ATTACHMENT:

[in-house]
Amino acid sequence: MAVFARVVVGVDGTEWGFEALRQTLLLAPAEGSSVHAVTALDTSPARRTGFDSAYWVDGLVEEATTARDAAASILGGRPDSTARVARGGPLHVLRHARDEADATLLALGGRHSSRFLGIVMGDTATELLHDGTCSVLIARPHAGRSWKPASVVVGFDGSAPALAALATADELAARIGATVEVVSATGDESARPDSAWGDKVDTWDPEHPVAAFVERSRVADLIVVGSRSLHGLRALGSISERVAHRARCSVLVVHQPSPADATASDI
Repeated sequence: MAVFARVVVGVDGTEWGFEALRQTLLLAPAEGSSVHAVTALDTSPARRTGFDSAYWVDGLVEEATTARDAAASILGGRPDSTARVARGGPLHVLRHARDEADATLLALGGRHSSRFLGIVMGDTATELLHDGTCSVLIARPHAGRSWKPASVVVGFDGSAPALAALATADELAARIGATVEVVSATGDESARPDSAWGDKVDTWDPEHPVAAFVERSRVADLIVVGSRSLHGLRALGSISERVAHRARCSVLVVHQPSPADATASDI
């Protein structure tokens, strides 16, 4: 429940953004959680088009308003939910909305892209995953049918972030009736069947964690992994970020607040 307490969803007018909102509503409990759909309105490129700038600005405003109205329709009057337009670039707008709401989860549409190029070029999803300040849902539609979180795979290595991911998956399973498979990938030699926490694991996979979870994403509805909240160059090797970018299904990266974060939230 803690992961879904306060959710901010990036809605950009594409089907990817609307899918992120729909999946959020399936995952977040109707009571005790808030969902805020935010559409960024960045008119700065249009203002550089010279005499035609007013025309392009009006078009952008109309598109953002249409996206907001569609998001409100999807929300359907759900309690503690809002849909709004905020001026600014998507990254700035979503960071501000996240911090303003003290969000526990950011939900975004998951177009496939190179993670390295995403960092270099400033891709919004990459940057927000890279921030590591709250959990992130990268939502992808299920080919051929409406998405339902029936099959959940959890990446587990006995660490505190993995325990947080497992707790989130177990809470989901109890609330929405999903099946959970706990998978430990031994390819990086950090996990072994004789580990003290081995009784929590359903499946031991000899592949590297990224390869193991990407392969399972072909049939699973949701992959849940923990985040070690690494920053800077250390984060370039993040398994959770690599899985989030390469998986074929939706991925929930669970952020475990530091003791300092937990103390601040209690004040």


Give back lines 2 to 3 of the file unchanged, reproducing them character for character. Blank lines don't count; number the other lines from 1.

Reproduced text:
Amino acid sequence: MAVFARVVVGVDGTEWGFEALRQTLLLAPAEGSSVHAVTALDTSPARRTGFDSAYWVDGLVEEATTARDAAASILGGRPDSTARVARGGPLHVLRHARDEADATLLALGGRHSSRFLGIVMGDTATELLHDGTCSVLIARPHAGRSWKPASVVVGFDGSAPALAALATADELAARIGATVEVVSATGDESARPDSAWGDKVDTWDPEHPVAAFVERSRVADLIVVGSRSLHGLRALGSISERVAHRARCSVLVVHQPSPADATASDI
Repeated sequence: MAVFARVVVGVDGTEWGFEALRQTLLLAPAEGSSVHAVTALDTSPARRTGFDSAYWVDGLVEEATTARDAAASILGGRPDSTARVARGGPLHVLRHARDEADATLLALGGRHSSRFLGIVMGDTATELLHDGTCSVLIARPHAGRSWKPASVVVGFDGSAPALAALATADELAARIGATVEVVSATGDESARPDSAWGDKVDTWDPEHPVAAFVERSRVADLIVVGSRSLHGLRALGSISERVAHRARCSVLVVHQPSPADATASDI